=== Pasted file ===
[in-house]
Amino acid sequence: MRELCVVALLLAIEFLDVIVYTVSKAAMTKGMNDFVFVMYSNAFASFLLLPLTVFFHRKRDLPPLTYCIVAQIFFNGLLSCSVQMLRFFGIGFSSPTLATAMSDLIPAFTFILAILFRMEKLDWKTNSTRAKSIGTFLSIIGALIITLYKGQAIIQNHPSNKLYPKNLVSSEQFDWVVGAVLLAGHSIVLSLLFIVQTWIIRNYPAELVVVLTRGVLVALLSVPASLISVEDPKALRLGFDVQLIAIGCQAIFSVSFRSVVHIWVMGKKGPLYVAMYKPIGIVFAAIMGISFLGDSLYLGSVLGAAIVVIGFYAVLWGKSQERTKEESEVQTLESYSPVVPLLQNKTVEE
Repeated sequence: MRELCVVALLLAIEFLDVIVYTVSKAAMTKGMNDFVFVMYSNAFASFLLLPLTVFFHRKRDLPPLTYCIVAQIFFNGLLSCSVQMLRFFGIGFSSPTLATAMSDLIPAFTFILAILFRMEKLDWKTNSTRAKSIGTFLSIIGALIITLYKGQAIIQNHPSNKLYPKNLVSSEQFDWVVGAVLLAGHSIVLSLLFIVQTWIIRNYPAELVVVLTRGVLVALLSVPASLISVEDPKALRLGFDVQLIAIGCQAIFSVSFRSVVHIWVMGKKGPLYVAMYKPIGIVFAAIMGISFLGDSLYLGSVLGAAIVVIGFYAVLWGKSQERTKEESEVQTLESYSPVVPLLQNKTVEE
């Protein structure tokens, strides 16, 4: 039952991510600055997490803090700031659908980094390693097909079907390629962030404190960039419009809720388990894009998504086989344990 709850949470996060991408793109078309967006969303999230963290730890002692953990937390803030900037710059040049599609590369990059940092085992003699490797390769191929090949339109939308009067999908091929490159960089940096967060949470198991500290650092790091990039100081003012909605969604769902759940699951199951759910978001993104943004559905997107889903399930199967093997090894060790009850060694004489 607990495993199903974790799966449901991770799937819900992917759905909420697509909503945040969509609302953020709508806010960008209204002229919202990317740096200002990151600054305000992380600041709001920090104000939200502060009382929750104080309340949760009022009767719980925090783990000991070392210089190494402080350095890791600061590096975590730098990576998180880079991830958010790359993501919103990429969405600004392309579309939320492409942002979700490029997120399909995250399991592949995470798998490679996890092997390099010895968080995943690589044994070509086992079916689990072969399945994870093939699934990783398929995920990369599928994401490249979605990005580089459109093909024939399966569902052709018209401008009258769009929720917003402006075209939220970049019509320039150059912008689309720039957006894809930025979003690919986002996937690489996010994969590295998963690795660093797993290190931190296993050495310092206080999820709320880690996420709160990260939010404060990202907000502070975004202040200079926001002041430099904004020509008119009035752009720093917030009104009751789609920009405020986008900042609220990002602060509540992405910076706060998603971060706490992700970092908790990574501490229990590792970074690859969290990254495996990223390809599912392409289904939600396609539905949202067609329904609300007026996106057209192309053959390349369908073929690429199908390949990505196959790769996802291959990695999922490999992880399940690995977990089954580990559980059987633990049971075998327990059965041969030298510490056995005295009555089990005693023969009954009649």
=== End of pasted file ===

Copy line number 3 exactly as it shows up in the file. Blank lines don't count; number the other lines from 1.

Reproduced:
Repeated sequence: MRELCVVALLLAIEFLDVIVYTVSKAAMTKGMNDFVFVMYSNAFASFLLLPLTVFFHRKRDLPPLTYCIVAQIFFNGLLSCSVQMLRFFGIGFSSPTLATAMSDLIPAFTFILAILFRMEKLDWKTNSTRAKSIGTFLSIIGALIITLYKGQAIIQNHPSNKLYPKNLVSSEQFDWVVGAVLLAGHSIVLSLLFIVQTWIIRNYPAELVVVLTRGVLVALLSVPASLISVEDPKALRLGFDVQLIAIGCQAIFSVSFRSVVHIWVMGKKGPLYVAMYKPIGIVFAAIMGISFLGDSLYLGSVLGAAIVVIGFYAVLWGKSQERTKEESEVQTLESYSPVVPLLQNKTVEE